My paternal grandparents lived and worked in East Africa for most of their adult lives, serving in various capacities for the Lutheran Mission. My grandfather, a practicing physician, documented in his memoirs his continued exasperation with the patients he encountered who believed, despite all appearances otherwise, that they’d been cursed. My dad and grandfather both address the prevalence of bewitching and magic – uchawi – they observed around them at the time. My grandparents did not believe in curses. They believed in God. So, naturally, when confronted with my mother’s conviction that a curse had ruined her life, they questioned the stability of Mom’s mental state.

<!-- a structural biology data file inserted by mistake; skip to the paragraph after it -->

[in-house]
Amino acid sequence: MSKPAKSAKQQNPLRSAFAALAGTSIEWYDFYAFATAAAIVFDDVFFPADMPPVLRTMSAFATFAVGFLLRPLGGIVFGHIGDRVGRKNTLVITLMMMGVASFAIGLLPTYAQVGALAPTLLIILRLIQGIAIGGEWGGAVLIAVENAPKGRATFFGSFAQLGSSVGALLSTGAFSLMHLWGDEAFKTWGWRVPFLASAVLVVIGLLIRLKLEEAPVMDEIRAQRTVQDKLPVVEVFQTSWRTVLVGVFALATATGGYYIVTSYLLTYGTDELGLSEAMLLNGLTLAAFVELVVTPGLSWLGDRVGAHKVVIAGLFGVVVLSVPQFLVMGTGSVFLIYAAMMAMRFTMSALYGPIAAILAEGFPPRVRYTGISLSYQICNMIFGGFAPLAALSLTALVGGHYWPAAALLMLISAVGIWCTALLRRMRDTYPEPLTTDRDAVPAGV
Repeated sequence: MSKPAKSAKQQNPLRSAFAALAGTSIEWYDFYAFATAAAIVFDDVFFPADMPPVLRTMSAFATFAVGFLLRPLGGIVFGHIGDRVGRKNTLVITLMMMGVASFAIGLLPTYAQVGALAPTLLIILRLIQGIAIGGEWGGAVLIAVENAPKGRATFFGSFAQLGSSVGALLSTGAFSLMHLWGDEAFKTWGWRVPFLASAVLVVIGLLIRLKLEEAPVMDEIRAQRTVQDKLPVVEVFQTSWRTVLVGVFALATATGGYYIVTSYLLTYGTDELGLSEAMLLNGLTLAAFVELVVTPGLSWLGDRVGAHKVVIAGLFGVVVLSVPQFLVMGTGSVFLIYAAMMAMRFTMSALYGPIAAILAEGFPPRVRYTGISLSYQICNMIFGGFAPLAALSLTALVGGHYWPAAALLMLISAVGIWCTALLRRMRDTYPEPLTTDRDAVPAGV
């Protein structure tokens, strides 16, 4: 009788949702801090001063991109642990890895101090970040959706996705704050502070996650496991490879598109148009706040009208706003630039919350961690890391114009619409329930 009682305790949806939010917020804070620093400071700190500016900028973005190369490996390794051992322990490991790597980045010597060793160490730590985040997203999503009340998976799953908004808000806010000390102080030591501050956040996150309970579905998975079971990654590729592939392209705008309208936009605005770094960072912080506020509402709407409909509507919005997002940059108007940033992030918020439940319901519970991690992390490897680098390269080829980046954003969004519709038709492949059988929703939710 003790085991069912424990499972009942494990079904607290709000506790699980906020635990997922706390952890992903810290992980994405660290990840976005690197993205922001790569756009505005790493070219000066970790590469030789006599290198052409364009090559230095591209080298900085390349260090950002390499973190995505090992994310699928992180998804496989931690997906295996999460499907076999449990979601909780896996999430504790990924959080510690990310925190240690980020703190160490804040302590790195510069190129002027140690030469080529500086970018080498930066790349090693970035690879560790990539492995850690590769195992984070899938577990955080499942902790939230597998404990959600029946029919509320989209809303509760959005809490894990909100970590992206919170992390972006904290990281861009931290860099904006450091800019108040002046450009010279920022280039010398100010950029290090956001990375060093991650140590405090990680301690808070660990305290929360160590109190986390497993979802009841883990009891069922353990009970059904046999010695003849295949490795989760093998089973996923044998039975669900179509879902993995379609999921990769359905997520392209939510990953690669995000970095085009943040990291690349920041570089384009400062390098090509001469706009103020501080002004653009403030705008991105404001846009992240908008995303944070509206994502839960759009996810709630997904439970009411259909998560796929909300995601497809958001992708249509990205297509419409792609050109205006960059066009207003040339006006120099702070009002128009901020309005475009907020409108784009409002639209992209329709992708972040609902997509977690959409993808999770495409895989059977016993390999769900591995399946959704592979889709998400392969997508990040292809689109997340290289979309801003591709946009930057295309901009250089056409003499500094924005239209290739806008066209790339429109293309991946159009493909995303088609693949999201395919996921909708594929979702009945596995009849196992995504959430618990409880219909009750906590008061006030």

They tried to help her anyway. They brought her to church services, where she received counsel and prayed for God’s mercy. In a letter from my grandfather: “She decided to go to communion on her own… in so doing she made a public confession of her faith and there was no lack of evidence that she received joy in this fellowship. It meant something special to her and it will bring continued release from her past burdens as she continues on.” By 1980, even my grandmother had softened a bit: “When one has been wounded many times by many different people the healing takes time, and patience, and she is one of these… After these months with us we have healed many smaller wounds, but the mind is still without peace… it needs to come soon, or her mind will crack.” I hope that eventually Mom saw my grandparents as benefactors, rather than participants in her affliction.